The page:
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Back in 2000 at the Wine Experience, in one of his seminars on the quirky and overlooked wines of the world, columnist Matt Kramer introduced the audience to the joys of Teroldego, an obscure northern Italian red grape grown in Trentino and championed by Foradori winery. I was intrigued.
Then at the 2007 Wine Experience, Elisbetta Foradori came to pour her top-of-the-line Teroldego, the Granato, from the 1997 vintage. A classic-rated wine upon release, this distinctive red proved that Teroldego could age impeccably, still showing incredible freshness, polish and complexity. By then I was smitten.
I've had the basic Foradori Teroldego Rotaliano (the flat plain where the vines grow) a few times since my introduction to the grape, but I still jumped at the chance to try the newest vintage when I saw it on the by-the-glass list ($15) at Maialino, Danny Meyer's new Roman trattoria-style restaurant in the Gramercy Park Hotel. A friend and I were dining there for the first time during New York Restaurant Week. I had my eye on the Malfatti al Maialino, a suckling pig ragú with arugula (what else to get at a restaurant named "the little pig"?), which the server noted was a light ragú made with white wine. Although he usually recommends a white or a more familiar red like the Barolo or Brunello, we thought the pairing might work.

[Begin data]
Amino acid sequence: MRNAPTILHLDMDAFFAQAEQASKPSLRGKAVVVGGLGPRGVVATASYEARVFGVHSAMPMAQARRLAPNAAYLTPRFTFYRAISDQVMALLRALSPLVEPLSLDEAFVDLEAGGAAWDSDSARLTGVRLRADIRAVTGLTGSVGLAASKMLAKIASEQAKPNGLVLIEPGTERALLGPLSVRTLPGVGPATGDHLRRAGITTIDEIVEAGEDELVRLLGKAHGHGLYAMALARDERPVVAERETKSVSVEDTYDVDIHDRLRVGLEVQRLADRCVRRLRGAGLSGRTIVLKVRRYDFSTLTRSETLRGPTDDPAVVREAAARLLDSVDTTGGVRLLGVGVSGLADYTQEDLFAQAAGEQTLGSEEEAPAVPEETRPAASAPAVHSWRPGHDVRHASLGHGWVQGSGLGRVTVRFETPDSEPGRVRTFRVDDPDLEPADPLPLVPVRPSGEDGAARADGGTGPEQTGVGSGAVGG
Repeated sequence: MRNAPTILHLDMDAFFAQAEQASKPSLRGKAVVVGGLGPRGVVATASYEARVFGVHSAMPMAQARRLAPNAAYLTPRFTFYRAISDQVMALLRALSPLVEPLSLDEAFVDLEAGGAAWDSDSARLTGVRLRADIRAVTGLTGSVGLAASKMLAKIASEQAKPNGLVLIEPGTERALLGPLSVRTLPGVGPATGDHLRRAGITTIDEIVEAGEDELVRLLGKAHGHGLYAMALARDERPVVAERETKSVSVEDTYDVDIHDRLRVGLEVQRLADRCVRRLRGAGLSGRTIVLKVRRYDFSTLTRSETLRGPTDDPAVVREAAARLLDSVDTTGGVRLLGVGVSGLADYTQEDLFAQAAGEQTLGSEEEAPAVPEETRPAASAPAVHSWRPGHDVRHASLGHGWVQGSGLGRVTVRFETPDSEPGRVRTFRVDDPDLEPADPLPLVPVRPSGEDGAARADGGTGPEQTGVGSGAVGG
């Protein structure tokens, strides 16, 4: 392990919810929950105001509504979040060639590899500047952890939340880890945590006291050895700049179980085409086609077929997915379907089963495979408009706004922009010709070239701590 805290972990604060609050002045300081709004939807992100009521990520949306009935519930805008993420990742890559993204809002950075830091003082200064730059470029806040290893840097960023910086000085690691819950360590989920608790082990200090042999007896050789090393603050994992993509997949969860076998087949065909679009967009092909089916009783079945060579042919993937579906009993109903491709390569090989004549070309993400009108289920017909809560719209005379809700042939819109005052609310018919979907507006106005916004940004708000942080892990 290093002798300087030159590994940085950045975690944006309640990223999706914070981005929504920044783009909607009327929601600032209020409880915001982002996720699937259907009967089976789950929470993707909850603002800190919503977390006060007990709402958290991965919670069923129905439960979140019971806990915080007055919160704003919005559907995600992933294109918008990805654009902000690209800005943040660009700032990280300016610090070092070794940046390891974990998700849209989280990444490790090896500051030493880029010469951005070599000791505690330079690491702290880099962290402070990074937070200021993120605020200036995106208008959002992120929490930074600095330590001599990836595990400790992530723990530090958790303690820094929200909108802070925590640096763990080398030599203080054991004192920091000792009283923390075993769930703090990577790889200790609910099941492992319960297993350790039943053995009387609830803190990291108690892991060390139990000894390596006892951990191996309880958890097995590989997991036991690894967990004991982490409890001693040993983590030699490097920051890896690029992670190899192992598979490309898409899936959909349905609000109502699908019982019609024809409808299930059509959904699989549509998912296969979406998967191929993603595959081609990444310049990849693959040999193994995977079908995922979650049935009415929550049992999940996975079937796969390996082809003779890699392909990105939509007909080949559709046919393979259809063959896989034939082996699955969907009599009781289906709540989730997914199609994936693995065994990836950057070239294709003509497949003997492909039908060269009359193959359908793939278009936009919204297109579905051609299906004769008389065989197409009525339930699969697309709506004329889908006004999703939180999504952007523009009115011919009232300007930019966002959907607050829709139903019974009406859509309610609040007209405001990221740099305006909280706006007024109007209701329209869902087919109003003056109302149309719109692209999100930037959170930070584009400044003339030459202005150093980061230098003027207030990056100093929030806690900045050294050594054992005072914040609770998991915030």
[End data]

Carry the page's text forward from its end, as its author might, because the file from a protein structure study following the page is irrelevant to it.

The wine was as enjoyable as I remembered from previous vintages: Dark with a plush texture backed by enough acidity to carry the rich plum, berry and cherry fruit. Its smoky, herbal notes complemented the pork well, and the fruitiness and freshness of the red stood up to the bitterness of the arugula. 88 points, non-blind. It might not have been the perfect pairing of all the choices available, but I was happy: I drank what I like and ate what I wanted.
WineSpectator.com members: Get scores and tasting notes for previous vintages of Foradori Teroldegos.
• Plus, get our quick list of Top Values among Italian reds.
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